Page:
Though probably best-known for his book “The Perfect Storm,” which was adapted into a smash 2000 movie starring George Clooney, journalist Sebastian Junger is a prolific writer whose reports from many war zones have attracted admiring notice. In 2007-08 he collaborated with fellow correspondent Tim Hetherington in a series of visits to an American platoon manning a remote outpost in Afghanistan’s Korengal Valley and interviews with the men after their tour there was over. That resulted in their film “Restrepo” (2010) and Junger’s book “War,” published in the same year. Now he’s revisited the material and made a second film, “Korengal,” from it, intended to complement the first.

“[It’s] not the same footage,” Junger explained in a recent Dallas interview, “but it’s all from the material that was shot in 2007-08. I did five trips and Tim did five trips. The first trip, the guys were perfectly polite but didn’t say much of any insight—they certainly weren’t emotionally revealing. The next trip was a little better, and by the third trip I was sort of included in the platoon and they were glad to see me when I showed up. By the end I felt completely part of the platoon, and they were completely emotionally uncensored in what they said.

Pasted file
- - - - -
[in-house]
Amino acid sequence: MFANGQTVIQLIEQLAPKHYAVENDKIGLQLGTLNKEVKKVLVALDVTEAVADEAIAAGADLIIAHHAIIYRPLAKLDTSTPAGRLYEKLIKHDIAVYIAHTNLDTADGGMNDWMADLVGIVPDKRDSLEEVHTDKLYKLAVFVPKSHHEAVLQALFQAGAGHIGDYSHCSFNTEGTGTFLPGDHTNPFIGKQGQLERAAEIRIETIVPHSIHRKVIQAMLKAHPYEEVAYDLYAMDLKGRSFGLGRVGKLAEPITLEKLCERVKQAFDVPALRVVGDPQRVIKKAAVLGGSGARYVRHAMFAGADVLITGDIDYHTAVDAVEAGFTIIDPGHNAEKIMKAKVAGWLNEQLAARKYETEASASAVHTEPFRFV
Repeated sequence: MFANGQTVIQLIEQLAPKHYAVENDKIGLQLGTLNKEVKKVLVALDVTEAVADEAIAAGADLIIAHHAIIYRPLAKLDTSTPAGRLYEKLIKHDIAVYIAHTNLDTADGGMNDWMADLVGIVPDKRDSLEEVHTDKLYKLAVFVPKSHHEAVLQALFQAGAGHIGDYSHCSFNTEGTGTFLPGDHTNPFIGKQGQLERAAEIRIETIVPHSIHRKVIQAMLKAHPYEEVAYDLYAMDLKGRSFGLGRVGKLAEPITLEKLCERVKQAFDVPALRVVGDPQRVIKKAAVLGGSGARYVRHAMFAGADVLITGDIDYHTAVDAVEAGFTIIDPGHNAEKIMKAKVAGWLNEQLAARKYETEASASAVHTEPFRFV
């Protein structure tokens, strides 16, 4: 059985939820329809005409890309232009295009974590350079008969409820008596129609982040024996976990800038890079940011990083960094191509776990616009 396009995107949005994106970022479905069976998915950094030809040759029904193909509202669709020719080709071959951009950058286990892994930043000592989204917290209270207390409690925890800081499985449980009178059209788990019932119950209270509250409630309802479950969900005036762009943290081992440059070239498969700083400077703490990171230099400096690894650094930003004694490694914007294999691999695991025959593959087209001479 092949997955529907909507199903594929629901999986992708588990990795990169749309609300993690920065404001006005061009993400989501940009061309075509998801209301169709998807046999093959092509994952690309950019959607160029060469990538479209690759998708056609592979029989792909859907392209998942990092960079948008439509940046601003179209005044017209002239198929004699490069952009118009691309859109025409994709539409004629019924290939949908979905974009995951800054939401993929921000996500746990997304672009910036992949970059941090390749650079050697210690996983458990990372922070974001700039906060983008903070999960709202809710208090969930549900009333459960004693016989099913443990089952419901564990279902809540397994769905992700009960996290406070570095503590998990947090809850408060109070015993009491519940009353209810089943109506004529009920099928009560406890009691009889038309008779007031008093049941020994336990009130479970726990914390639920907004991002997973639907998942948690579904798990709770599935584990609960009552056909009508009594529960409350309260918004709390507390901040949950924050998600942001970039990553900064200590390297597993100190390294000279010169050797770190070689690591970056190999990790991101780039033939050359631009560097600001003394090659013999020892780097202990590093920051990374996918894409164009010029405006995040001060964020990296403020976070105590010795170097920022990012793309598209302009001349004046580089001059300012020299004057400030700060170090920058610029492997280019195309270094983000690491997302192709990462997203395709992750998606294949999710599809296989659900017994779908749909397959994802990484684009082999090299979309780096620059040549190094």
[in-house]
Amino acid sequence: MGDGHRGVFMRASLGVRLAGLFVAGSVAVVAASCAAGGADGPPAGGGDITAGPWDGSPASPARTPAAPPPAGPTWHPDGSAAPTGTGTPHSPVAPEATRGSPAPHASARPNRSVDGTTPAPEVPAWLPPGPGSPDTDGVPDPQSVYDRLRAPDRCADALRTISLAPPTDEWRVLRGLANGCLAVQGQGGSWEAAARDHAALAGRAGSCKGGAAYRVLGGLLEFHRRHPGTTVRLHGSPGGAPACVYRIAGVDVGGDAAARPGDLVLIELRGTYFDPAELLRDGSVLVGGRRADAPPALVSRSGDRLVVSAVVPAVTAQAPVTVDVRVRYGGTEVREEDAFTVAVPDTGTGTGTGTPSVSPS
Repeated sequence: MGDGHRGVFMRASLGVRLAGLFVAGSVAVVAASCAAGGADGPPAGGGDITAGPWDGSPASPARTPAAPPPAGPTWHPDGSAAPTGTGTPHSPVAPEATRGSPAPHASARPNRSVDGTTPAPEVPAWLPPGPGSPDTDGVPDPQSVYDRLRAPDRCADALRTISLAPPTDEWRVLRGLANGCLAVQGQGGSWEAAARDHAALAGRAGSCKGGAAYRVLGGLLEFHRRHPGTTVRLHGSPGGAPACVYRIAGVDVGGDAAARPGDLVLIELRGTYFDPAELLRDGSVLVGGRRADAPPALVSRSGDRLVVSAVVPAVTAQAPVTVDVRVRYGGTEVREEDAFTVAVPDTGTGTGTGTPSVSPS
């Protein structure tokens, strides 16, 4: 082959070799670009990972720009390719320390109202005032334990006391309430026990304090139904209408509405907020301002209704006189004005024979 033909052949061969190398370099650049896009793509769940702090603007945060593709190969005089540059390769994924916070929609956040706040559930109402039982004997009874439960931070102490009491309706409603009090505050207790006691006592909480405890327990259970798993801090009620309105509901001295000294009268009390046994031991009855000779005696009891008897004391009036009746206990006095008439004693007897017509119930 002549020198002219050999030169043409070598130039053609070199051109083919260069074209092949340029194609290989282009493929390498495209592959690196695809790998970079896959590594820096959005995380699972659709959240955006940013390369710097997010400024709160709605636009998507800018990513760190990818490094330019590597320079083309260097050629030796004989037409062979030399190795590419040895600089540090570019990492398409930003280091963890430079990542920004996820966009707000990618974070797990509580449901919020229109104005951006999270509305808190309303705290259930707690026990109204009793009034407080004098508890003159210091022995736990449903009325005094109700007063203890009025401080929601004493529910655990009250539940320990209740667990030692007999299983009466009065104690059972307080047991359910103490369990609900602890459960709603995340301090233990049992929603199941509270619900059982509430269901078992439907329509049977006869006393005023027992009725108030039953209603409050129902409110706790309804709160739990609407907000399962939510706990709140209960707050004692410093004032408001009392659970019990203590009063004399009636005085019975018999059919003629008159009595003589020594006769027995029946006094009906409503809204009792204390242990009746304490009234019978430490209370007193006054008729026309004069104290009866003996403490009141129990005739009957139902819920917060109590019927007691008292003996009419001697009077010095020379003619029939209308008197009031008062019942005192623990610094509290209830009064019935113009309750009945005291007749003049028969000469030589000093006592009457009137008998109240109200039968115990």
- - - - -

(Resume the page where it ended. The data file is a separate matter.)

“In ‘Restrepo,’ Tim and I wanted to give civilian audiences an approximate experience of what combat is like—so we put them on that hilltop with no musical score, no images of generals, no used footage. No matter where you are in combat, you feel like a sitting duck. You can be inside a tank, and you feel like a sitting duck. In ‘Korengal’ I wanted to do an inquiry into the effects of combat on young men—why they’re traumatized by it, why they miss it, why they feel disoriented after they come home—an inquiry into combat and its aftereffects. And the structure I actually based on my book ‘War.’ It’s divided into three emotional experiences of combat—fear, killing and love, the three primary experiences as I understood it. We don’t call attention to it, but actually that’s the structure. I thought it might help other vets understand their experience a little bit better.”